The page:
Also, it'd be helpful to know when and where your selection is from, Phil.
If it preceded that Justice League of America submission of mine year wise, for instance, there'd be no contradiction. Superman's implicit suggestion in your scan is that Wonder Woman trains herself to become ever faster.
Wonder Woman in that storyline is NOT trying to kill Clark.
She's trying, in fact, to save him.
The premise of that story is that a machine called "The Vanishing" caused many of the people, including Lois, who are closest to the heart of Clark Kent, to disappear. Possibly killed them.
Clark wants to use the machine again thinking there might be a way to reverse the process and save his loved ones. If he's wrong, though, he very well might die himself in the process. Diana knows this and his trying to dissuade Clark. But the action with all this weaponry is a bluff on her part. And Clark knows it. And calls her on it "You'd kill me to prevent my suicide?"
The point of the Flash Clone episode is more to show the kind of thinking and adaptation and strategy Wondy uses in a fight. Time periods can't be ignored if we're going to have a serious discussion about this subject.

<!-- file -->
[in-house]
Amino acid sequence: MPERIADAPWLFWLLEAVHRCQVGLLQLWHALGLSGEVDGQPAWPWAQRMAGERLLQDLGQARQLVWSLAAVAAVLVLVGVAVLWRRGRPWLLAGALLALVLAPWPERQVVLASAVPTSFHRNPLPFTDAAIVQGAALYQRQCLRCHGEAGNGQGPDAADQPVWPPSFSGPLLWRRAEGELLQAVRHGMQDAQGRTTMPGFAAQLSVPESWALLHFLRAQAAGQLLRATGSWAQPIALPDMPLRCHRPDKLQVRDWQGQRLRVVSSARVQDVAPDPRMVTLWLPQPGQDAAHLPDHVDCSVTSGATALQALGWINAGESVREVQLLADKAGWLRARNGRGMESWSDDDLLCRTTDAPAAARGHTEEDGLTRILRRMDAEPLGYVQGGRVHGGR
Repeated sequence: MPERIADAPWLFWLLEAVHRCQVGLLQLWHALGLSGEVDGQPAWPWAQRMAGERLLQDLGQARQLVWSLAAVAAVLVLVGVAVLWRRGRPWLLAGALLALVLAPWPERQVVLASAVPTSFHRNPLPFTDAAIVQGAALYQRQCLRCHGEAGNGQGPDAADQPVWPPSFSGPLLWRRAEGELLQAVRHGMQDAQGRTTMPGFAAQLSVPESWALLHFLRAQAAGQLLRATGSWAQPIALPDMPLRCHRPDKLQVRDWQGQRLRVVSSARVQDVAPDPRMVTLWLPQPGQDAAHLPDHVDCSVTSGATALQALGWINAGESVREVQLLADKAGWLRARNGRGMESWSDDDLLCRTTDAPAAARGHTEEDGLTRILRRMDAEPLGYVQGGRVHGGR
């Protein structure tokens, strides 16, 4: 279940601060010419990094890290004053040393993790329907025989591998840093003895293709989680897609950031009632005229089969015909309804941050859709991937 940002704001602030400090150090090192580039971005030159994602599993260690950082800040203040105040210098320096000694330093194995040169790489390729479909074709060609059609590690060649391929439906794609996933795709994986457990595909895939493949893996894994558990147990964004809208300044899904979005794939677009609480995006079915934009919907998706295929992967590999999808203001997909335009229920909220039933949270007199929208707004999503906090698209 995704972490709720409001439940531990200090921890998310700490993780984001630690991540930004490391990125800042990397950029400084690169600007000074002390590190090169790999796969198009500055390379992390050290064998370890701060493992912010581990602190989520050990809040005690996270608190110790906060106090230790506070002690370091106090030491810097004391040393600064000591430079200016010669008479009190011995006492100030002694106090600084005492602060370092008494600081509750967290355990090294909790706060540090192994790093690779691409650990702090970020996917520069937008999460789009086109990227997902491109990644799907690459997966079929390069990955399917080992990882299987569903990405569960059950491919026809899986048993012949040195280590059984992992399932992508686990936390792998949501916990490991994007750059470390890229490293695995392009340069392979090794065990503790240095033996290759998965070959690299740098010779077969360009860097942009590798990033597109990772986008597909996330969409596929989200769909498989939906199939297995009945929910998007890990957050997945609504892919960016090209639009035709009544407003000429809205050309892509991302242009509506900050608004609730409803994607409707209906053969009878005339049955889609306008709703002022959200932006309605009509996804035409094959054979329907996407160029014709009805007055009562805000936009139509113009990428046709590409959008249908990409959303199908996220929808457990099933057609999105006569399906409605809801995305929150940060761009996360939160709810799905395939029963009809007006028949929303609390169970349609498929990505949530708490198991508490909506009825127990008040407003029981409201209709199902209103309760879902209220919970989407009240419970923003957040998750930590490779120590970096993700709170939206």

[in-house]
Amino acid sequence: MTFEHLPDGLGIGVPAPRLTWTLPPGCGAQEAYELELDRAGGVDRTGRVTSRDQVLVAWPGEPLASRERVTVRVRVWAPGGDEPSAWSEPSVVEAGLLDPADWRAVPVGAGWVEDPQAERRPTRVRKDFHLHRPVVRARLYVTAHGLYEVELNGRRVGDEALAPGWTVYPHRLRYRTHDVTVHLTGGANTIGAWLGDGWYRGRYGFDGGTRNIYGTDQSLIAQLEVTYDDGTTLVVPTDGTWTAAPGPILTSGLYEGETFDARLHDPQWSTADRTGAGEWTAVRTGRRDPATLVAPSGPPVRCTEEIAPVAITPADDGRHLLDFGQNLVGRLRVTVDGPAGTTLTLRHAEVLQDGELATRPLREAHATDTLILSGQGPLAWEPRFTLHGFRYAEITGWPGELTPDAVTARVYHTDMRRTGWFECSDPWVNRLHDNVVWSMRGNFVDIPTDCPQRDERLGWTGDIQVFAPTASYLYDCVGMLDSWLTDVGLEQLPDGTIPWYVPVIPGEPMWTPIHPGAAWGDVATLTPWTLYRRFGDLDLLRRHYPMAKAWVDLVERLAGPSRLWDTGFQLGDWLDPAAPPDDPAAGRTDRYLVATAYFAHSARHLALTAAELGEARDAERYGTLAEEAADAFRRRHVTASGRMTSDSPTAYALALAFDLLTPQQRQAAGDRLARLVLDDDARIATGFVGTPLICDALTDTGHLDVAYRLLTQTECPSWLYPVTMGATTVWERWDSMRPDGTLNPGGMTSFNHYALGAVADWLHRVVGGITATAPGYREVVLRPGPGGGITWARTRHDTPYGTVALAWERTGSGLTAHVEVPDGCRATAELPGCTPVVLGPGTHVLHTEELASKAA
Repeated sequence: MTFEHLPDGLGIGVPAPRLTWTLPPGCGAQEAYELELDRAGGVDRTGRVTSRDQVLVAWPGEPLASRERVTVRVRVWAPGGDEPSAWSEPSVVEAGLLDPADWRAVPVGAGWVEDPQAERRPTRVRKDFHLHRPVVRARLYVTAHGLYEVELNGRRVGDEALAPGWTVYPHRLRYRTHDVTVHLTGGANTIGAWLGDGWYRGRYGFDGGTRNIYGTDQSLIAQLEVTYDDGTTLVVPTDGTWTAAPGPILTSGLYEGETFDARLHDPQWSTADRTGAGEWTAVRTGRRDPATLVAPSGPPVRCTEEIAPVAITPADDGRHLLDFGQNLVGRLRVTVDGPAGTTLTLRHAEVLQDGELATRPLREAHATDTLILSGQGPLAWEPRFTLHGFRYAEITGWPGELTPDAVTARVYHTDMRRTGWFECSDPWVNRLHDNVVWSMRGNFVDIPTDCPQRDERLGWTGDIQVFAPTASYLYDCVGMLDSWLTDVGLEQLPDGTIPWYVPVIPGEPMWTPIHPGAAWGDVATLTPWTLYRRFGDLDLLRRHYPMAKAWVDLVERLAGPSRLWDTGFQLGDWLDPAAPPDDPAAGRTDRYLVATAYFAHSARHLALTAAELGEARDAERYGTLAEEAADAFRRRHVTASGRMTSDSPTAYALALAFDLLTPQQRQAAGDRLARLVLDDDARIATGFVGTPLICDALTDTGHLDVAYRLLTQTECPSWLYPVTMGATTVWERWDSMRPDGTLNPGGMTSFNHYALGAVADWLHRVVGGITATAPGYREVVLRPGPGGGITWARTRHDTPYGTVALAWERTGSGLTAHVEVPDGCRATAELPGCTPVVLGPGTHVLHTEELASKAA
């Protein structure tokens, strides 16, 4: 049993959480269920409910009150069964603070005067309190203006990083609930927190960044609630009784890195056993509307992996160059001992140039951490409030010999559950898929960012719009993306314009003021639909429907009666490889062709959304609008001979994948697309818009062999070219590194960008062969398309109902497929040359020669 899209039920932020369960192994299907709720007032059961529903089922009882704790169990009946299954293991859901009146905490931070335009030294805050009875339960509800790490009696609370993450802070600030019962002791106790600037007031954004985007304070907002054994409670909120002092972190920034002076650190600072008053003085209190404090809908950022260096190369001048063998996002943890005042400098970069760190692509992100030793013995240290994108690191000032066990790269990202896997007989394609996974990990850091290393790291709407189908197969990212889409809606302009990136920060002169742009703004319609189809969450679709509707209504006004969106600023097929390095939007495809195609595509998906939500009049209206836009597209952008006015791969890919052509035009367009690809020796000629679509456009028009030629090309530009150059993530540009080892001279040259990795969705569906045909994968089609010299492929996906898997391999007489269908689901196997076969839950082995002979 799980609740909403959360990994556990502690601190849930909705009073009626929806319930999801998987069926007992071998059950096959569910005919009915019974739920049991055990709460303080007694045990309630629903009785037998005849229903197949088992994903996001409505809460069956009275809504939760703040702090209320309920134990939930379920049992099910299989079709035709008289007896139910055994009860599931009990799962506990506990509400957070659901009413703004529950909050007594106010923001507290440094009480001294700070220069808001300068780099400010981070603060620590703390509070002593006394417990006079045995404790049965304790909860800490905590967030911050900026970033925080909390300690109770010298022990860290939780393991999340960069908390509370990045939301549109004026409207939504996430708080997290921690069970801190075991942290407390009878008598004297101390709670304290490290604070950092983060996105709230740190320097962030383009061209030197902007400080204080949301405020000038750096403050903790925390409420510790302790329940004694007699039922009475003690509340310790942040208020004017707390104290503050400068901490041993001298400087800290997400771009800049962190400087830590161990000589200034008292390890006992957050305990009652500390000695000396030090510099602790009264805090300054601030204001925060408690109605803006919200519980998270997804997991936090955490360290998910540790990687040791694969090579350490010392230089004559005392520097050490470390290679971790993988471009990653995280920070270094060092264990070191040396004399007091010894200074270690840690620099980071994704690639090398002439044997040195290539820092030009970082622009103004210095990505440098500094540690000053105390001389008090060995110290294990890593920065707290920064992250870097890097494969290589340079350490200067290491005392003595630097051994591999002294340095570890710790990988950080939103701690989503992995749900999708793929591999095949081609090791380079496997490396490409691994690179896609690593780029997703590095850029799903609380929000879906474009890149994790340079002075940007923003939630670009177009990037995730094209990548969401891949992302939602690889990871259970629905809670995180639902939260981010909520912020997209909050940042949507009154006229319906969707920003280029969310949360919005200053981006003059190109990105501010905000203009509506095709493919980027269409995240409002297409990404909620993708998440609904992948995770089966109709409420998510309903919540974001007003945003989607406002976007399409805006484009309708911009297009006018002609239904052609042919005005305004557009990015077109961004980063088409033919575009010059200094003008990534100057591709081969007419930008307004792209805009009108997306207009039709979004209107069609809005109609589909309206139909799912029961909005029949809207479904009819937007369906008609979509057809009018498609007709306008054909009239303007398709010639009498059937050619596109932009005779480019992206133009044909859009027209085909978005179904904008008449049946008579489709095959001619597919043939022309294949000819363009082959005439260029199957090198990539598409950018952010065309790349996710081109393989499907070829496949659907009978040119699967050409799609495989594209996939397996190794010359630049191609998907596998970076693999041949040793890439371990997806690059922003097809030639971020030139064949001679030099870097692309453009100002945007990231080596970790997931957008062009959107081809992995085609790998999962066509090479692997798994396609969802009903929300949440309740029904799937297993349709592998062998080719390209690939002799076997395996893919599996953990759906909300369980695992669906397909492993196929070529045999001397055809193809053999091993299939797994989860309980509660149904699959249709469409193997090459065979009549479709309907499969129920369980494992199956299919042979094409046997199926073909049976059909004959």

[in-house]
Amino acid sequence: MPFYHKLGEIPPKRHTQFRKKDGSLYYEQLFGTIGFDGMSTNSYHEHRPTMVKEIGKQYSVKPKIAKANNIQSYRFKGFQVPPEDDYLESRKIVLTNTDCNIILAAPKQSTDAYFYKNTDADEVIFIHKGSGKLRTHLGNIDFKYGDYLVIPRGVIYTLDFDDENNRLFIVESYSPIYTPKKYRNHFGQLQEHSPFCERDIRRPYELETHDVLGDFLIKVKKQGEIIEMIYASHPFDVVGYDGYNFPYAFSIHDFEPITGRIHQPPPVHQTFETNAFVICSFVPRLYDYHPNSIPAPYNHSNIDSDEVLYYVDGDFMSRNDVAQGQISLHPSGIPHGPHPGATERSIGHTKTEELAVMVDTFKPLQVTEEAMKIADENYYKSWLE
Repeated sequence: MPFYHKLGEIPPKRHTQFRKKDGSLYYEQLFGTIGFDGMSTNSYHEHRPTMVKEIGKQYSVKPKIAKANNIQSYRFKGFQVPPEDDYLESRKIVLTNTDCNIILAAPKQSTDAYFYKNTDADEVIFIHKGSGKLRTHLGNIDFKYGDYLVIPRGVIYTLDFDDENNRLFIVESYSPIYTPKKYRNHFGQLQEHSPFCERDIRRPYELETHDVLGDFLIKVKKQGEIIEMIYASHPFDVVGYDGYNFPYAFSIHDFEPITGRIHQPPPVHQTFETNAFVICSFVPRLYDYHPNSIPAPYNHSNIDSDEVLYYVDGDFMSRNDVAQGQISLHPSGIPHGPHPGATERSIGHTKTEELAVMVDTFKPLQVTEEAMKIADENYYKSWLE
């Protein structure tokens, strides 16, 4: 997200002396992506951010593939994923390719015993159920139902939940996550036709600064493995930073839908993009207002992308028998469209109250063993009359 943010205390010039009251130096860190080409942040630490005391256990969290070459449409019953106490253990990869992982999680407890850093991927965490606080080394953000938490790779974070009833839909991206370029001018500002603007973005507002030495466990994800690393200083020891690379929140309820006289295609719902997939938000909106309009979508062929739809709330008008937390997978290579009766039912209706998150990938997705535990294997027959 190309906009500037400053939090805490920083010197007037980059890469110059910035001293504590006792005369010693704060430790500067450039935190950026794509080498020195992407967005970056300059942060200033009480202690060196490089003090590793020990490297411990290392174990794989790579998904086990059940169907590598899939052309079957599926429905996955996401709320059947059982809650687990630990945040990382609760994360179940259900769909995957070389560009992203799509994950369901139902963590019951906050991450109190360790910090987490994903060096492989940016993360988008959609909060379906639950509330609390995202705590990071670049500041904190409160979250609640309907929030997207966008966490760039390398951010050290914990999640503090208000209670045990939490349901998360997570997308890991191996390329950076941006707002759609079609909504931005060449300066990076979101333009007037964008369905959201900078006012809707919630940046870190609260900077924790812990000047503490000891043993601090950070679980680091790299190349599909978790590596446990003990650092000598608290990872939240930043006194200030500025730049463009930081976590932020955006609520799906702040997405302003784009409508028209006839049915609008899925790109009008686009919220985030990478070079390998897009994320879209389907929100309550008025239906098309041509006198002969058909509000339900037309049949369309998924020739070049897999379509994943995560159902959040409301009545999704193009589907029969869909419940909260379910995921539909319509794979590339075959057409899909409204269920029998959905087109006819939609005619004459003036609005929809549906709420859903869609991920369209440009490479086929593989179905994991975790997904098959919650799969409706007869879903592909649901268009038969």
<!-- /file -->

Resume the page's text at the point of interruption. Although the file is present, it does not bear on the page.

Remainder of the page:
What Deathstroke can and did do to the Flash of this era makes Wondy's showing look very good indeed.
I'm serious about making a good reference log for this thread, and, thanks to helpful associates, currently have expanded resources.
Experimenting with the best way(s) to present.
Cover gallery, for every magazine I could determine on page 1.
More should follow, interspersed with the normal dialogue here and completely at random, till there is one for every major page of images.
Spider-Man, away from the tall buildings of New York, is reduced to helplessness against all but a handful of foes. Batman suffers similarly outside of city settings, as there are no shadows to melt into. Sandman and Clayface could not function in the middle of the ocean, Aquaman and Namor are shrimp in the desert.
It's worth noting that environment has a profound effect on the Flash, too, and that he often does not take such things into account until he's suffering from the reality of that: